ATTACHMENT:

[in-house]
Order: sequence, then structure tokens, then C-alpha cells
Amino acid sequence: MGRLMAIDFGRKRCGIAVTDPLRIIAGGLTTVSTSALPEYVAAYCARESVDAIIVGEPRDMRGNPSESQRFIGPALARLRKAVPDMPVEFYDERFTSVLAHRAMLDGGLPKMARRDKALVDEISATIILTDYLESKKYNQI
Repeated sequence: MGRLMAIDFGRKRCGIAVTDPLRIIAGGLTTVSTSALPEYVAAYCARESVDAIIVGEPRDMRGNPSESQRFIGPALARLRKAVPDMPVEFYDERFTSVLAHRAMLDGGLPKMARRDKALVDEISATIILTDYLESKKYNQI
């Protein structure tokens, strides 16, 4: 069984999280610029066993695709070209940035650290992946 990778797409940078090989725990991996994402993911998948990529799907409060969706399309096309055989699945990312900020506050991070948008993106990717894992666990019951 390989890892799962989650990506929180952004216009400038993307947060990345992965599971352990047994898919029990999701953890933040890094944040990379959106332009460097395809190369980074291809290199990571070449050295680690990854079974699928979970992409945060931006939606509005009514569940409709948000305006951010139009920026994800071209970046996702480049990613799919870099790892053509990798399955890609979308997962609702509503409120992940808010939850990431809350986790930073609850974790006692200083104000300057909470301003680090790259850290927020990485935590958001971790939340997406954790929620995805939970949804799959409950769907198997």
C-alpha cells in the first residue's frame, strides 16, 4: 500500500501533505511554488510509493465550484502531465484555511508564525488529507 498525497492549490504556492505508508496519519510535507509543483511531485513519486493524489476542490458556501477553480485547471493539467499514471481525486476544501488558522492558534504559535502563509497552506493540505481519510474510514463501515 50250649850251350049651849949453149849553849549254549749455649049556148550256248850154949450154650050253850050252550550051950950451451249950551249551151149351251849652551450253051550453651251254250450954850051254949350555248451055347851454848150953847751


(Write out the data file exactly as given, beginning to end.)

[in-house]
Order: sequence, then structure tokens, then C-alpha cells
Amino acid sequence: MGRLMAIDFGRKRCGIAVTDPLRIIAGGLTTVSTSALPEYVAAYCARESVDAIIVGEPRDMRGNPSESQRFIGPALARLRKAVPDMPVEFYDERFTSVLAHRAMLDGGLPKMARRDKALVDEISATIILTDYLESKKYNQI
Repeated sequence: MGRLMAIDFGRKRCGIAVTDPLRIIAGGLTTVSTSALPEYVAAYCARESVDAIIVGEPRDMRGNPSESQRFIGPALARLRKAVPDMPVEFYDERFTSVLAHRAMLDGGLPKMARRDKALVDEISATIILTDYLESKKYNQI
């Protein structure tokens, strides 16, 4: 069984999280610029066993695709070209940035650290992946 990778797409940078090989725990991996994402993911998948990529799907409060969706399309096309055989699945990312900020506050991070948008993106990717894992666990019951 390989890892799962989650990506929180952004216009400038993307947060990345992965599971352990047994898919029990999701953890933040890094944040990379959106332009460097395809190369980074291809290199990571070449050295680690990854079974699928979970992409945060931006939606509005009514569940409709948000305006951010139009920026994800071209970046996702480049990613799919870099790892053509990798399955890609979308997962609702509503409120992940808010939850990431809350986790930073609850974790006692200083104000300057909470301003680090790259850290927020990485935590958001971790939340997406954790929620995805939970949804799959409950769907198997």
C-alpha cells in the first residue's frame, strides 16, 4: 500500500501533505511554488510509493465550484502531465484555511508564525488529507 498525497492549490504556492505508508496519519510535507509543483511531485513519486493524489476542490458556501477553480485547471493539467499514471481525486476544501488558522492558534504559535502563509497552506493540505481519510474510514463501515 50250649850251350049651849949453149849553849549254549749455649049556148550256248850154949450154650050253850050252550550051950950451451249950551249551151149351251849652551450253051550453651251254250450954850051254949350555248451055347851454848150953847751